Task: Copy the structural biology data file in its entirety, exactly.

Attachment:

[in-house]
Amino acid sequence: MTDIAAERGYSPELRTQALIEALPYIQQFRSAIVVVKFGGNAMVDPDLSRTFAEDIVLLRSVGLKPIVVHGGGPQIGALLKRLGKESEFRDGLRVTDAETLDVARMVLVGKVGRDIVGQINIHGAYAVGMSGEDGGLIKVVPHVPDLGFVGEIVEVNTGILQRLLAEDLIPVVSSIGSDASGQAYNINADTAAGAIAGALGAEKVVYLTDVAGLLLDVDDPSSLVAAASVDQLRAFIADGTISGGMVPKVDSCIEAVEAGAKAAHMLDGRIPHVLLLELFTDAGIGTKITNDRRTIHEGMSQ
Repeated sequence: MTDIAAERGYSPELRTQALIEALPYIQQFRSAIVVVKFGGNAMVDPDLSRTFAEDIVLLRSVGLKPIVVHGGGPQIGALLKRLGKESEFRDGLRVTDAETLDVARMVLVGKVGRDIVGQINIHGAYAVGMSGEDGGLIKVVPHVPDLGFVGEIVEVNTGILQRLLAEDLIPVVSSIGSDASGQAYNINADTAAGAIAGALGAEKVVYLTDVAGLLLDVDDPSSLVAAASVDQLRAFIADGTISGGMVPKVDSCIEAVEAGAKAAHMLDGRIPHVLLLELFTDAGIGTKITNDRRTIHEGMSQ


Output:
[in-house]
Amino acid sequence: MTDIAAERGYSPELRTQALIEALPYIQQFRSAIVVVKFGGNAMVDPDLSRTFAEDIVLLRSVGLKPIVVHGGGPQIGALLKRLGKESEFRDGLRVTDAETLDVARMVLVGKVGRDIVGQINIHGAYAVGMSGEDGGLIKVVPHVPDLGFVGEIVEVNTGILQRLLAEDLIPVVSSIGSDASGQAYNINADTAAGAIAGALGAEKVVYLTDVAGLLLDVDDPSSLVAAASVDQLRAFIADGTISGGMVPKVDSCIEAVEAGAKAAHMLDGRIPHVLLLELFTDAGIGTKITNDRRTIHEGMSQ
Repeated sequence: MTDIAAERGYSPELRTQALIEALPYIQQFRSAIVVVKFGGNAMVDPDLSRTFAEDIVLLRSVGLKPIVVHGGGPQIGALLKRLGKESEFRDGLRVTDAETLDVARMVLVGKVGRDIVGQINIHGAYAVGMSGEDGGLIKVVPHVPDLGFVGEIVEVNTGILQRLLAEDLIPVVSSIGSDASGQAYNINADTAAGAIAGALGAEKVVYLTDVAGLLLDVDDPSSLVAAASVDQLRAFIADGTISGGMVPKVDSCIEAVEAGAKAAHMLDGRIPHVLLLELFTDAGIGTKITNDRRTIHEGMSQ